Nuclear Nonproliferation

Japan's Shipment of Plutonium Raises Concerns About Reprocessing Gao ID: RCED-93-154 June 14, 1993

In January 1993, the Japanese ship Akatsuki Maru, along with an armed escort vessel, completed a 2-month voyage during which it transported 1.7 tons of plutonium oxide from France to Japan. Although the plutonium had been reprocessed at a French facility, it was originally obtained from the United States in the form of spent nuclear fuel. The Japanese sought the plutonium to generate commercial nuclear power. Under a 1988 agreement between Japan and the United States, Japan is required to ensure the physical security and safety of such shipments. This report discusses the physical security and safety of the Akatsuki Maru shipment, as well as any costs to the United States arising from it. In addition, the report discusses broader issues raised by the shipment, including concerns about reprocessing and the resulting growth in world plutonium stocks. Finally, the report discusses the implications of the 1988 agreement for future U.S. nuclear agreements.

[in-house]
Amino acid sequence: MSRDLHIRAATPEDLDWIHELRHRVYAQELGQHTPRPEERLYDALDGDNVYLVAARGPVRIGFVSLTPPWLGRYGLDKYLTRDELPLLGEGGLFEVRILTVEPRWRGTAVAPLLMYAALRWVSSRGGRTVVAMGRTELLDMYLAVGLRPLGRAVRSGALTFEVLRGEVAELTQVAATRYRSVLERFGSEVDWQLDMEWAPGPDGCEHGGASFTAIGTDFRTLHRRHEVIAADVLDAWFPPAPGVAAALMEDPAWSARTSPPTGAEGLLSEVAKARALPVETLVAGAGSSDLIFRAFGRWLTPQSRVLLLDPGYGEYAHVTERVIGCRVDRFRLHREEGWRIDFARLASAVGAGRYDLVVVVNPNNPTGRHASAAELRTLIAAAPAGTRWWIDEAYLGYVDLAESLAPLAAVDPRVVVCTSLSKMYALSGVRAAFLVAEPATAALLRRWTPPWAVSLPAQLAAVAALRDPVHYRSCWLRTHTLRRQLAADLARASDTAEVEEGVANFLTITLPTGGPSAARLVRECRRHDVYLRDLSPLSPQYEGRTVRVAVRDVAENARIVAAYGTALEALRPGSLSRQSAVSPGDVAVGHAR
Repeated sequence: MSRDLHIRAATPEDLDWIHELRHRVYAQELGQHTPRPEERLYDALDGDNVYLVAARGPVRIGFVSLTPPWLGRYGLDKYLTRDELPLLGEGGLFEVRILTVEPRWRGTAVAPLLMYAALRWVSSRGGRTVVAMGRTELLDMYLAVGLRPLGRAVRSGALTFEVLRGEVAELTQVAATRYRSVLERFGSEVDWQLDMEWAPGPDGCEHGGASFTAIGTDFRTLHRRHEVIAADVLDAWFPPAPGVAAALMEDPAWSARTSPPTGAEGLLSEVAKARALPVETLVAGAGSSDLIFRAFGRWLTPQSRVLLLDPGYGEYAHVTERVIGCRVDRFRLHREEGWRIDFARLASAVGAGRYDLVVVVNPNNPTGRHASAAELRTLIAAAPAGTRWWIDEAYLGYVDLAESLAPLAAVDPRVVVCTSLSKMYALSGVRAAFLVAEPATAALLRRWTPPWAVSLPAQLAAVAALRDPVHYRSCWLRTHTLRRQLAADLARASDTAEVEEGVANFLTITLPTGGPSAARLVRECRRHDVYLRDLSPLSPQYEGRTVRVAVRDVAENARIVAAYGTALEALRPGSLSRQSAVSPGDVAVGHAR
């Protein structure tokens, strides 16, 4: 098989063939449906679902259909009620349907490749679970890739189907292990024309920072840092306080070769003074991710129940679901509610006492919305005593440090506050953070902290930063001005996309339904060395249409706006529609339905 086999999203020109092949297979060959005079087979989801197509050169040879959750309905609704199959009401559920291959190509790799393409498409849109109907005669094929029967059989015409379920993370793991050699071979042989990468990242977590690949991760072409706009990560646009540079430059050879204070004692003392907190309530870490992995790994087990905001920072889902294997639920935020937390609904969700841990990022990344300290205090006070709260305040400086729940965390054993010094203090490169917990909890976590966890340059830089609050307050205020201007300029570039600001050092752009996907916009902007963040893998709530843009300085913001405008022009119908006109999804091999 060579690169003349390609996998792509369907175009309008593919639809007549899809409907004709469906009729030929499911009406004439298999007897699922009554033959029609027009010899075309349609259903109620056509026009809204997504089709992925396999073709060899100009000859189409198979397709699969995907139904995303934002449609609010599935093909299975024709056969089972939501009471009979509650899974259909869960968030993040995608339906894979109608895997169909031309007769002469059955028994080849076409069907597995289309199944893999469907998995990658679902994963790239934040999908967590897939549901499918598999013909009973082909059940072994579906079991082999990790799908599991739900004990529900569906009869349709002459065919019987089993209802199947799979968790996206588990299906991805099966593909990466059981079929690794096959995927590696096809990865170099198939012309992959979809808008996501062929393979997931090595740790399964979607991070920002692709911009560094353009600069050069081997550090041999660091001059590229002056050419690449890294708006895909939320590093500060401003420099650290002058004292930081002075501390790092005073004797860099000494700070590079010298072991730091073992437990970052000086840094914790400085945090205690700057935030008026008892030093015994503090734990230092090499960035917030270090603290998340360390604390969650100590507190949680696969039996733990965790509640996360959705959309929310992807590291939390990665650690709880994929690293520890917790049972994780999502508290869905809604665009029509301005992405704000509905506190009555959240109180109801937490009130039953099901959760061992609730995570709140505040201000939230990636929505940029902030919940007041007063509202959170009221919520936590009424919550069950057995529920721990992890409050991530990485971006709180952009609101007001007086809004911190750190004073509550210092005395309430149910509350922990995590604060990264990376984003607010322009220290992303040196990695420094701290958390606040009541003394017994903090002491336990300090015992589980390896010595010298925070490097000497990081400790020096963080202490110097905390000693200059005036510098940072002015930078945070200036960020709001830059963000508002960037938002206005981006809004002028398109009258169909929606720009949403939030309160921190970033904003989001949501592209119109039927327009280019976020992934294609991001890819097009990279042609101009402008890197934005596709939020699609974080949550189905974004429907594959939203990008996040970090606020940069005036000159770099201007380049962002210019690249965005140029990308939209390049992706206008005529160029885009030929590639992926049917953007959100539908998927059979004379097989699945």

GAO found that: (1) the 1988 agreement required Japan to meet certain security and safety conditions for plutonium shipments of U.S. origin, including submitting to the United States a travel plan detailing transportation arrangements, threat assessments, physical security risks, and contingency plans; (2) the United States has the authority to halt plutonium shipments only if it determines that the transfer poses a national security threat and will significantly increase the risk of nuclear proliferation; (3) the United States issued a letter of cooperation and assistance after six U.S. agencies reviewed the Japanese transportation plan and determined that it met the agreement's requirements; (4) the plutonium transport ship met or exceeded international standards for transporting nuclear materials; (5) the costs for monitoring the shipment's progress were minimal, since no equipment was deployed to support the shipment; (6) although the United States and Japan coordinated the shipment's transportation plan, negotiated safety improvements, and jointly monitored the ship's location, U.S. officials raised concerns over the shipment's vulnerability to terrorist attacks and safety, and its effect on future nuclear proliferation; (7) although the United States discourages reprocessing activities in other countries, it was willing to assist non-Western countries in developing alternative nuclear technologies; and (8) the 1988 agreement with Japan could impact future U.S. nuclear agreements by setting a precedent through which other countries are allowed to reprocess nuclear materials of U.S. origin and limiting Congress' ability to review and oversee other countries' nuclear reprocessing and transportation activities.


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